ROAD TO RECOVERY: Scott Farrell in hospital with fiancee Sam Leach and daughters Emmerson and Charlotte.
ROAD TO RECOVERY: Scott Farrell in hospital with fiancee Sam Leach and daughters Emmerson and Charlotte.

Young father fights to walk again after paramotor accident

A YOUNG father is likely to spend the next five months in a hospital spinal unit as he fights for the chance to be able to walk again.

Scott Farrell was left with serious injuries when he plummeted 15-20m to the ground during a paramotor accident in the Lockyer Valley last month.

Paramotoring is powered form of paragliding, with a motor used to propel the parachute.

The fall left the 30-year-old father of two with neck and spinal injuries and unable to walk.

"I'm currently in the spinal unit at the Princess Alexandra Hospital and will be here for another four or five months at least," Mr Farrell said yesterday.

He cannot stand or walk and is undergoing physiotherapy five days a week.

"I'm basically normal from the waist up," he said.

"But my right leg is not good at all.

"The left leg is making improvement and I'm quite confident in that and there's every chance the right will come good too."

Mr Farrell's fiancee Sam Leach started full-time work just a week before the accident.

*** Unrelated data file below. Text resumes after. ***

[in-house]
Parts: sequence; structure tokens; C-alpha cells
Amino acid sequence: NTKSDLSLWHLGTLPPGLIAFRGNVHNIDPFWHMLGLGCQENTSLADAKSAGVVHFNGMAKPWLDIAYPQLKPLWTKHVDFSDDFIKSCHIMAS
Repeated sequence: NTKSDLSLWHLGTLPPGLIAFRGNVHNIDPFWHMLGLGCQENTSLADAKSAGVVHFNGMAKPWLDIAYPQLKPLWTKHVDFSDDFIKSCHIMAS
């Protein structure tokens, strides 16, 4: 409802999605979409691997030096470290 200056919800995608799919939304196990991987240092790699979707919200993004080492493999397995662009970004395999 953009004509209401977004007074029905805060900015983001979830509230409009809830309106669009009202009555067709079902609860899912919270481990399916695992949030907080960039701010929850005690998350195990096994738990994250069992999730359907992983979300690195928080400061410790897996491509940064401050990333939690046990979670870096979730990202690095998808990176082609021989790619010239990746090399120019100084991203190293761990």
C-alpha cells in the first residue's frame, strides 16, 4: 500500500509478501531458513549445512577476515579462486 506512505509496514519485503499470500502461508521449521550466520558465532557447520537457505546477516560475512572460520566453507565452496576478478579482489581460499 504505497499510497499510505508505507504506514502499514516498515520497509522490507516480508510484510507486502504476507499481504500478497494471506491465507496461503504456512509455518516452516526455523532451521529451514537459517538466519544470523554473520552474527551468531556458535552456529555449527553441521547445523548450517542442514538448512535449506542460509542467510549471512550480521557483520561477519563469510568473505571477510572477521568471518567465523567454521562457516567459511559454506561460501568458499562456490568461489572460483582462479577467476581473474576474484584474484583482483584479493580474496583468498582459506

She remains in Warwick working and looking after the couple's two young girls.

Mr Farrell said he was grateful for all the support the family had received.

"We've had lots of support and lots of people have helped out, for which we're very thankful," he said.

"We've just got to take each day as it comes, that's all we can really do at the moment.

"I'm definitely getting a bit sick of lying down."

He said he and a friend decided to have one more flight before heading home.

"As I was setting up, the wind changed direction and picked up slightly as well," he said.

Mr Farrell launched the paramotor and climbed to just above the tree line.

"I was about 15-20 metres above the ground and started to make a turn when I hit some nasty rotor (turbulent air)," he said.

"This caused the glider wing to fling around to just underneath me and put me into a dive at high speed.

"If I had another four or five metres, I would have been able to level out.

Mr Farrell said his memory of what happened next was pretty vivid.

"I just remember thinking, 'I'm not sure if I'm going to pull out of this'," he said.

"Then I hit the ground: Hard and fast.

"When I stopped, I remember seeing my legs and not being able to feel or move them.

"That was a pretty scary moment."

 

A GoFundMe page has been set up for the young family, with more than $9000 donated toward helping Scott during his recovery.



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